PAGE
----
– Cole Tobin
    Feb 25, 2015 at 23:39
  • If I am understanding the latest JLS correctly, the spec requires that the left concatenation happens first, and it also requires that before/during that concatenation is a String conversion portion that must happen "at run time". So a compiler could not legally turn this particular "c" + "d" into "cd".
    – AndrewF
    Nov 21, 2019 at 22:52
  • @AndrewF String conversion is done at runtime - in the case of "c" + "d" there is no conversion and the compiler will "replace" it with "cd" at compile time. If the expression is 1 + "c" then the conversion to "1c" will be done at runtime.
    – assylias
    Nov 22, 2019 at 16:15
  • 1
    Yes, but as described the expression is specifically equivalent to (i + "c") + "d".
    – AndrewF
    Nov 23, 2019 at 21:59
  • 2
    It seems, in case of javac, it does optimize the concatenation starting with Java 8, update 92 (in update 60, it does not).
    – Holger
    Sep 6, 2021 at 10:26
3
String suffixConcat = i + "c" + "d";

is equivalent to

String suffixConcat = (i + "c") + "d";

You could argue that it is equivalent to this expression

String suffixConcat = i + ("c" + "d");

which will be optimized to

String suffixConcat = i + "cd";

I think, this it the reason why the byte code does not include that optimization is in Language specification (15.18.1. String Concatenation Operator +):

The String object is newly created (§12.5) unless the expression is a constant expression (§15.28).

In other words, (i + "c") has to be new string, and (i + "c") + "d" again has to be a new string.

However, a JIT compiler could internally apply the optimization as it does not change the observable semantics.

2
  • I believe the problem is not that "(i + "c") has to be new string"; rather, the conversion of i to a String must occur "at run time". For the compiler to convert at compile time would be against the spec -- even if it managed to satisfy the "newly created" requirement.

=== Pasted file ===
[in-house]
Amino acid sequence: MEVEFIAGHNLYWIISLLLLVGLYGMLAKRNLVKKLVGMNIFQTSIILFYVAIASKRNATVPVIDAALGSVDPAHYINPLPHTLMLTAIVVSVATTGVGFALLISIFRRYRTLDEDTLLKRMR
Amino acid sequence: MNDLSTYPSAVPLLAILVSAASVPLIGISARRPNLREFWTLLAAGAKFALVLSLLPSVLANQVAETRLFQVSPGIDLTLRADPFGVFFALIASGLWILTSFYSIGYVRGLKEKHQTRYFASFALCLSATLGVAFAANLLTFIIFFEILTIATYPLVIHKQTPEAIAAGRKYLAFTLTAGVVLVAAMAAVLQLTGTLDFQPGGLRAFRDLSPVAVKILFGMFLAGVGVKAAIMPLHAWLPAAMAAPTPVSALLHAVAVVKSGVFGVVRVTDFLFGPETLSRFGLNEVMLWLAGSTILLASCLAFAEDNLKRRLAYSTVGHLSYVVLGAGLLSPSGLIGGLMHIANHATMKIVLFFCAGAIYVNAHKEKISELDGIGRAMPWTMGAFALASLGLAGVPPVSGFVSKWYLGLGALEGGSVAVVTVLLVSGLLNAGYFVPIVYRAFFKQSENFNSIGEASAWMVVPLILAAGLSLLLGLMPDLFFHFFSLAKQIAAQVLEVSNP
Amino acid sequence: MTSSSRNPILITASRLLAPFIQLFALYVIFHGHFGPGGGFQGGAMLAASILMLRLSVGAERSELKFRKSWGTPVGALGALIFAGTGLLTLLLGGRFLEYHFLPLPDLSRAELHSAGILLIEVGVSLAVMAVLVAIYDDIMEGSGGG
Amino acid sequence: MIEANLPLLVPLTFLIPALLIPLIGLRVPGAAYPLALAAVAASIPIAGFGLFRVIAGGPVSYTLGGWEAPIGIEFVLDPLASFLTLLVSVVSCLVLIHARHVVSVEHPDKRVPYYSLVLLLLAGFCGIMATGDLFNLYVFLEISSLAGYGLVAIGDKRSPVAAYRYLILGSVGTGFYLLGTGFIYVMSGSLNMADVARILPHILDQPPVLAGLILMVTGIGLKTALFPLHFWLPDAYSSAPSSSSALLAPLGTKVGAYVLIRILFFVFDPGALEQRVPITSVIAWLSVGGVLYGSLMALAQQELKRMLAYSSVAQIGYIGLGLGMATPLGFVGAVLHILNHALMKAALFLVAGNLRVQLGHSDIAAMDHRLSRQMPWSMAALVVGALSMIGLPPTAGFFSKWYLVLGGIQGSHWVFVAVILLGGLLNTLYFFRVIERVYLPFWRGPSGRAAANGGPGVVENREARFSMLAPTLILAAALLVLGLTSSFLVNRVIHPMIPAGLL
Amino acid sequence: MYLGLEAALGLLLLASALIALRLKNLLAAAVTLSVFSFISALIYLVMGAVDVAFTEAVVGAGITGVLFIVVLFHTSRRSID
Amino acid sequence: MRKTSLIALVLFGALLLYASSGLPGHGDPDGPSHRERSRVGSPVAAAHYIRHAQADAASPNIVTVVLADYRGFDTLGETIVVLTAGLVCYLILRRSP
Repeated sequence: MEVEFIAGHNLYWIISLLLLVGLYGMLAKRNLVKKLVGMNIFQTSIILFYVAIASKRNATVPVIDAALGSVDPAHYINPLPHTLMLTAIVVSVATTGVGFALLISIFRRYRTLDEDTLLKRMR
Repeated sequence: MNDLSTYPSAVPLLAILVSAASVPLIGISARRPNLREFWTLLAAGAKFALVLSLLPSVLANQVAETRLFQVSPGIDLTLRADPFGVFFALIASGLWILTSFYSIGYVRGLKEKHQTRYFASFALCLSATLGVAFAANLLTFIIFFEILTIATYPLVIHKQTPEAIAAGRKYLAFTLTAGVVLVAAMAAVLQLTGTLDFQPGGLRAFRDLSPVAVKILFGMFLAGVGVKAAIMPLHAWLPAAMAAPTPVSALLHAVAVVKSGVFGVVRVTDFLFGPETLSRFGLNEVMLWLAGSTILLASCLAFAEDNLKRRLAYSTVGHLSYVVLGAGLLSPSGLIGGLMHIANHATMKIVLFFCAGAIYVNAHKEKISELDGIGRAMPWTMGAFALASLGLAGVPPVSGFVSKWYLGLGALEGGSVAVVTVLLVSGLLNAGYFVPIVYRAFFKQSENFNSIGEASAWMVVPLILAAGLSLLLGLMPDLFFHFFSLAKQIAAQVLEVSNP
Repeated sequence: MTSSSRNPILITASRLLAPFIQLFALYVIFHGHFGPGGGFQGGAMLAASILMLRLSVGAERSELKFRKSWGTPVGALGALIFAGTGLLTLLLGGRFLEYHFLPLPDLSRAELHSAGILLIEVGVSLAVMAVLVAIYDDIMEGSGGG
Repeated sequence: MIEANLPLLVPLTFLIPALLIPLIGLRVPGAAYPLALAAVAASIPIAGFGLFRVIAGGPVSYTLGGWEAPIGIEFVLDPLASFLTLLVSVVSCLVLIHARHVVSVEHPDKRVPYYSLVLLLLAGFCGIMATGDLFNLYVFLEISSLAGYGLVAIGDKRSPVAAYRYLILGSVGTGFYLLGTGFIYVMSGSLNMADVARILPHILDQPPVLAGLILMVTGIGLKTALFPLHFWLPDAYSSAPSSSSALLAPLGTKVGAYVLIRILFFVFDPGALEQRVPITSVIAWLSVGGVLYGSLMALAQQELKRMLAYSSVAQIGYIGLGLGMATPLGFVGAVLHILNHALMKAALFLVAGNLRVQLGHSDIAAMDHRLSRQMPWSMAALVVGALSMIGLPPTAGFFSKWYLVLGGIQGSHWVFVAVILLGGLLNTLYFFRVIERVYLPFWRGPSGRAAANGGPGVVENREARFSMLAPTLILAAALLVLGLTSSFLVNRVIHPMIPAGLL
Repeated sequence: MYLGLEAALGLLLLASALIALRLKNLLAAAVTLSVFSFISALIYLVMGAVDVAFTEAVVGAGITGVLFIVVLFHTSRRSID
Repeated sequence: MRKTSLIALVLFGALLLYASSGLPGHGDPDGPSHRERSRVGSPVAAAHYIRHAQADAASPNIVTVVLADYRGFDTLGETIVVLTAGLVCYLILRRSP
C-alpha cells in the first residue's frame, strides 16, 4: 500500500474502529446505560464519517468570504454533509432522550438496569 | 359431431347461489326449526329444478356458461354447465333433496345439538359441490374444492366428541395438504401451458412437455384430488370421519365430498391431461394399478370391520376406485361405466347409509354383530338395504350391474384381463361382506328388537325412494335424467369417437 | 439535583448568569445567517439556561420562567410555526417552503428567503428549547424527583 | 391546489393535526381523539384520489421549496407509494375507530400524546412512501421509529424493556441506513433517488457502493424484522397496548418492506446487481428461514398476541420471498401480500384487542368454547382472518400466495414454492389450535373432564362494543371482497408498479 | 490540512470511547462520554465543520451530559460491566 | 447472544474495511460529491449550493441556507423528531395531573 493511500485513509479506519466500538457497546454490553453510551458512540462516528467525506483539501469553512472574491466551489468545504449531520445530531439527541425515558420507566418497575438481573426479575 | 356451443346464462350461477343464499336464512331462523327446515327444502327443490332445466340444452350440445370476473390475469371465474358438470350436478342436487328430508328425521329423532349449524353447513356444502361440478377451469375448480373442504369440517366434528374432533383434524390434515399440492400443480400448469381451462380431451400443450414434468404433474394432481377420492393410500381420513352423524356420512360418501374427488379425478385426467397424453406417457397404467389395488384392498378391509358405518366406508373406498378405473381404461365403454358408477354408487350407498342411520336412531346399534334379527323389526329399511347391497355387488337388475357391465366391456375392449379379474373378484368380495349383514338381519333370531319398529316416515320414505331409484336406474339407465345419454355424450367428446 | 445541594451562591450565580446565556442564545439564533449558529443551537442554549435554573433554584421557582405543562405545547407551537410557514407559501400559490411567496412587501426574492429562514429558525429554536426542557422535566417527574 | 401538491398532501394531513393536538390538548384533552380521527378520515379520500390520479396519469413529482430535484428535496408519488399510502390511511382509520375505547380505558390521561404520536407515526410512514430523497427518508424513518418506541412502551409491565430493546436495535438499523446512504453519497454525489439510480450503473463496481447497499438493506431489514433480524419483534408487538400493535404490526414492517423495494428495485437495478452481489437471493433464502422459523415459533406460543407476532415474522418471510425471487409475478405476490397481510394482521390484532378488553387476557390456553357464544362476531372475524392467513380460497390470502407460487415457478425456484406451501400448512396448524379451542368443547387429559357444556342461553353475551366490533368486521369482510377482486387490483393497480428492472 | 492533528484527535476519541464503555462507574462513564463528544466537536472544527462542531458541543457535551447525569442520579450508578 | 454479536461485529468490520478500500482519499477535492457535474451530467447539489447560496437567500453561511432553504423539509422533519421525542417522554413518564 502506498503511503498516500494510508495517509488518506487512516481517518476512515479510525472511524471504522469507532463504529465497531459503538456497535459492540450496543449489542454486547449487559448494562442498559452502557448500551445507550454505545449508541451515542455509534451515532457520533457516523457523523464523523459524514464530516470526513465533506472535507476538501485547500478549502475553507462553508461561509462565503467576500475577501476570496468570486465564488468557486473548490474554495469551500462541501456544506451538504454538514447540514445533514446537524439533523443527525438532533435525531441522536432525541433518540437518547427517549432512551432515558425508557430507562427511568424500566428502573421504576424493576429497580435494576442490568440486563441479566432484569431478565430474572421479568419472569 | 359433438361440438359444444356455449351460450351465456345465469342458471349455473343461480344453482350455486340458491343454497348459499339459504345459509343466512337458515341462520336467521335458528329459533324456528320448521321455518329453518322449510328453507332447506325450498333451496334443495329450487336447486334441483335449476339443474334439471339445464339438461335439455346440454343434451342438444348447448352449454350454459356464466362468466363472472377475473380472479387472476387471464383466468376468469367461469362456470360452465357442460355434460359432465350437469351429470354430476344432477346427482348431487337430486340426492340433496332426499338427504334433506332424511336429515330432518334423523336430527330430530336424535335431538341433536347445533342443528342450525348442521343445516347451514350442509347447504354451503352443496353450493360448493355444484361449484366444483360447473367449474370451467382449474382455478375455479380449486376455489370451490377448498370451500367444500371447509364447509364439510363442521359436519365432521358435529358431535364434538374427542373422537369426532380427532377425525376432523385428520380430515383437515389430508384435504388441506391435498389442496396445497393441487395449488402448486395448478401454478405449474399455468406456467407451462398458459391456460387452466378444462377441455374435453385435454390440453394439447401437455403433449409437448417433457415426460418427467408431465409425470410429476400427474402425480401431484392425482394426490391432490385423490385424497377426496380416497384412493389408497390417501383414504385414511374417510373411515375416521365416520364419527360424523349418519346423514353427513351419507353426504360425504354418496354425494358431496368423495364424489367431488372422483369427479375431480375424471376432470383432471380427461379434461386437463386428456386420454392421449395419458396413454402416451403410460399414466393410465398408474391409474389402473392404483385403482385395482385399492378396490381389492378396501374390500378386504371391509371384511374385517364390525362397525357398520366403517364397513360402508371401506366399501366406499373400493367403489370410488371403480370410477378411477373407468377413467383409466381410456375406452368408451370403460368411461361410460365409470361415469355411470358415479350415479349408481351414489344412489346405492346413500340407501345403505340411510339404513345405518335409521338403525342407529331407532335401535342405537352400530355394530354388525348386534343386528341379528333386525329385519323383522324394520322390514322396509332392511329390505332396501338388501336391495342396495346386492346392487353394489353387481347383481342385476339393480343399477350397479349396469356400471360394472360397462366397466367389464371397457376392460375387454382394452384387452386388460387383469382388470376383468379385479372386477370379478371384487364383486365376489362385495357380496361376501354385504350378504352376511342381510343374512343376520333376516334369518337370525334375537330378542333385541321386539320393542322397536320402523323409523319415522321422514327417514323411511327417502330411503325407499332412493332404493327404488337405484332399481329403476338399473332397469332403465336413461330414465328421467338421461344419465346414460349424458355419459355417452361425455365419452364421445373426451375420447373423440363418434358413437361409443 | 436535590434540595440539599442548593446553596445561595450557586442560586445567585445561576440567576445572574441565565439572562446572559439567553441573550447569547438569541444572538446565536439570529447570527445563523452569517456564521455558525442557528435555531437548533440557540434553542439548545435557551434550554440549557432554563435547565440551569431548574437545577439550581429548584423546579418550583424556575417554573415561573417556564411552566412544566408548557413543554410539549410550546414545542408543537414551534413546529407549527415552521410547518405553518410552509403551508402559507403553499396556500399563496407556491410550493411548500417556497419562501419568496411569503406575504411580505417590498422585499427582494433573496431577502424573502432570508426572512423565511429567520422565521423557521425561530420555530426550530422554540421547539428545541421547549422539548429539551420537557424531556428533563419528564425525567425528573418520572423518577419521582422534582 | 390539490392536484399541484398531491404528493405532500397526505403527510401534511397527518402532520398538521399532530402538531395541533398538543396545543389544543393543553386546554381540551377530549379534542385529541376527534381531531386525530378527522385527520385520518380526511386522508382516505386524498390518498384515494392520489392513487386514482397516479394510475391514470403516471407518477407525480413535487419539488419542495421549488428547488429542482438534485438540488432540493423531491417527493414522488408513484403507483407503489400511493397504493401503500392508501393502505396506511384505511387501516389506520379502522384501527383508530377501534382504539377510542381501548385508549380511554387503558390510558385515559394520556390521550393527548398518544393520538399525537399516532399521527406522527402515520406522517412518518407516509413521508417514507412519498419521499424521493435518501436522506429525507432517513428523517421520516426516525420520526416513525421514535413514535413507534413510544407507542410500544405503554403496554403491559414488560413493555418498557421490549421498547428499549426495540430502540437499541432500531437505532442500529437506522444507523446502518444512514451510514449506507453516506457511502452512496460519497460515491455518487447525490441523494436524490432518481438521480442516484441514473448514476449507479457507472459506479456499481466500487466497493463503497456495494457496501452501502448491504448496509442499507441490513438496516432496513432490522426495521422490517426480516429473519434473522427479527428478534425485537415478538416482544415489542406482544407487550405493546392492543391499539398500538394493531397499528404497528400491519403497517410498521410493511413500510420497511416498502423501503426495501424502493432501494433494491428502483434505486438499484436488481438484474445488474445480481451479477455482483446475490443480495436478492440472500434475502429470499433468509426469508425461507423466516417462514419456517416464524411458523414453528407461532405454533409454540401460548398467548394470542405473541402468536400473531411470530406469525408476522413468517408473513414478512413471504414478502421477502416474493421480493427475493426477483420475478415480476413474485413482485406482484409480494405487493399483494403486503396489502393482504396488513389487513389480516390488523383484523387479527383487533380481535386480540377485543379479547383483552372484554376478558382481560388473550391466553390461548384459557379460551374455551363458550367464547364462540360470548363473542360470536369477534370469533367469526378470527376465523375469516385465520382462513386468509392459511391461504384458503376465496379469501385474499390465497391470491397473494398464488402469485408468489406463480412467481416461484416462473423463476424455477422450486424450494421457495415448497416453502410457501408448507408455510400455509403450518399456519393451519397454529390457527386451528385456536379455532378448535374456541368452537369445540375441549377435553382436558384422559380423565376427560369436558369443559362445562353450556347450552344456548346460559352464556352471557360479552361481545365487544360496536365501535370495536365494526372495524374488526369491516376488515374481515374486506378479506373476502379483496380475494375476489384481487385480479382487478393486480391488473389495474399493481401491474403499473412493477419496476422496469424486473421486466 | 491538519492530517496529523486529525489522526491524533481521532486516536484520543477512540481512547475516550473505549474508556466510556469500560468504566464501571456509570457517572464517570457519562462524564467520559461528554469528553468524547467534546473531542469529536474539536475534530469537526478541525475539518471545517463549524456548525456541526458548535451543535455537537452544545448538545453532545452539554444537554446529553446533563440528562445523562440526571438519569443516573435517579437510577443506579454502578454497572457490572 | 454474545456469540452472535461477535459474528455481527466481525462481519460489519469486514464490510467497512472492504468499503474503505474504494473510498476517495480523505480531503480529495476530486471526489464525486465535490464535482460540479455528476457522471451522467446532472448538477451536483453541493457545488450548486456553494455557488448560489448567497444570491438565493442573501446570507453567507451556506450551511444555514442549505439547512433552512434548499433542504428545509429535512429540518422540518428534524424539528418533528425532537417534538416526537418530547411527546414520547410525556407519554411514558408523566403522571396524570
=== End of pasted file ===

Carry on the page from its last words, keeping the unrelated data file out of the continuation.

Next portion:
– AndrewF
    Dec 24, 2019 at 22:15
  • 1
    @AndrewF no, the same section says, “An implementation may choose to perform conversion and concatenation in one step to avoid creating and then discarding an intermediate String object. To increase the performance of repeated string concatenation, a Java compiler may use the StringBuffer class or a similar technique to reduce the number of intermediate String objects that are created by evaluation of an expression.” Also, whether "c" and "d" get pre-concatenated, does not affect when the conversion of i to a String happens. Since Java 8 update 92, they get pre-concatenated…
    – Holger
    Sep 6, 2021 at 10:18
2

This isn't a great answer.

The order of addition is defined and takes place from the left.

This:

public static void main (String[] args) 
{
    String x= "X" + 1 + 2;
    String y= 1 + 2 + "Y";

    System.out.println(x);
    System.out.println(y);
}

Has expected output

X12
3Y

So I'm guessing that the compiler spots that literal plus literal can be optimized to 'long literal' but doesn't recognise that reordering the operations would have the same outcome so the verbose code produced.